European Road Safety Charter

National Association Against Lack of Road Safety - ANLCIR

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What are you doing/aiming to do for road safety? 

We renew our commitment to the Charter undertaking to implement the following initiatives:
1. All too many accidents occur when children get off school buses; in actual fact, even if buses are equipped with rear-view mirrors, blind spots still exist and drivers do not have the visibility required in order to be able to manoeuvre safely. We aim to have an accompanying adult on ALL school buses who may assume a number of important roles such as supervising nursery school children getting on and off the bus, enforcing discipline on the bus, ensuring the proper conduct of the driver and their driving aptitude, etc. To do so, we undertake to disseminate information concerning the methods and results of these actions (by publishing at least 20 articles in the local media and magazines aimed at local officials) and to put ten pilot initiatives in place over the next three years.
2. Shooting a film that shall be presented at the World Road Safety Film Festival, to be shown subsequently to students from primary school to university. This film will recount a day in the life of the average family with all their tribulations and that ends in an accident, which fortunately is not serious, but which sparks discussion and reflection among viewers/students. This film will be split into several sequences and will be suitable for all ages.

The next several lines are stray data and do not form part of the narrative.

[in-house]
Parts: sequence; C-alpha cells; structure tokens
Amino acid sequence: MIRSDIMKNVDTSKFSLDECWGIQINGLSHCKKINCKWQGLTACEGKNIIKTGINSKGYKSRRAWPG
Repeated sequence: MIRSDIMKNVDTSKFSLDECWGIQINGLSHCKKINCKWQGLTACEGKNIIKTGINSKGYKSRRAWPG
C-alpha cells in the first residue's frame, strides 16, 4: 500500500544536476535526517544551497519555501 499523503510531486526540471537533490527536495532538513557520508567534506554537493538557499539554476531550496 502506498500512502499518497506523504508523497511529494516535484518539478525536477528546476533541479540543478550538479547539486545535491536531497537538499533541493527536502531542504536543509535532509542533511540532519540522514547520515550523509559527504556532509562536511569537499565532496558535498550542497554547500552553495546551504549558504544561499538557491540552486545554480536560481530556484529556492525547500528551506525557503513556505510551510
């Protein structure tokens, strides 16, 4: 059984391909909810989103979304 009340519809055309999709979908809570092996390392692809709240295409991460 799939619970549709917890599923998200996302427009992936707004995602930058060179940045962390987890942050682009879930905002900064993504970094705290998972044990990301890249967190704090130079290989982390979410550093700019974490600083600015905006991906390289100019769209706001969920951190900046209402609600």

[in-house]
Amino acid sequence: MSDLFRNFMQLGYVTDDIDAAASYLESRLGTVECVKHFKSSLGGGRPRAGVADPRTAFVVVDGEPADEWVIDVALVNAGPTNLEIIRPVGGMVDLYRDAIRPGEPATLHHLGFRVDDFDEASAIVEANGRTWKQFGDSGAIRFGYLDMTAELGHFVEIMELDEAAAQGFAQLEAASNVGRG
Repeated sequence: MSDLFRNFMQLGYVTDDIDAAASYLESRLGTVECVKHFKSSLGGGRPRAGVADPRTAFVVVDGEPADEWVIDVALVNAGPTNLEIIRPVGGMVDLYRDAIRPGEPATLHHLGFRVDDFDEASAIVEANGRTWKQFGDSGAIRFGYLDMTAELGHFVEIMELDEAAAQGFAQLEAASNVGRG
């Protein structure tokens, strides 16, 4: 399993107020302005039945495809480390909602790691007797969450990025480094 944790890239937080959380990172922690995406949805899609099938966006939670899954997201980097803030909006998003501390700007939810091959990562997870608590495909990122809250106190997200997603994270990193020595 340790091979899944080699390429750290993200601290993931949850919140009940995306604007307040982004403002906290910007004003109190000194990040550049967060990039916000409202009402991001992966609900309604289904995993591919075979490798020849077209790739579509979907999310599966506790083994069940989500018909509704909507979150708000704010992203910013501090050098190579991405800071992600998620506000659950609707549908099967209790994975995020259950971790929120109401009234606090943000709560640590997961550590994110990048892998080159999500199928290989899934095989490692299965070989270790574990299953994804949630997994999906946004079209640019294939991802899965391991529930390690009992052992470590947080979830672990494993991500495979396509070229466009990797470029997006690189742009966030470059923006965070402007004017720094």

3. Resumption of the campaign to escort party-goers home at night in order to ensure their safety and the safety of those they may meet on the road when returning home. This campaign, which came to a standstill in 2008 due to a lack of financial resources, helped prevent many fatal accidents at the weekend. The assessment made thereof revealed that the number of fatal accidents at the weekend fell considerably in the departments where the initiative was implemented and over the course of its duration (nine years). The system was well received by the population, of which some highly aware individuals have naturally adopted this practice to the present day. However, it is important to resume this action to continue raising the awareness of drivers and particularly young drivers that are discovering nightlife and alcohol consumption at weekends.
4. To heighten the awareness of businesses, authorities and road users on the importance of obtaining a safety kit comprising a hammer and a knife allowing them (or passengers, if conscious, and potential witnesses) to cut through the seatbelt(s) and smash the windows if necessary to free trapped passengers, especially if the vehicle is submerged in water or in the event of fire. This kit is sold in specialised car stores at a cost ranging from €15 to €20. It is an inexpensive action that can help save lives. All these initiatives will be managed by the departments and the national office for a period of at least three years.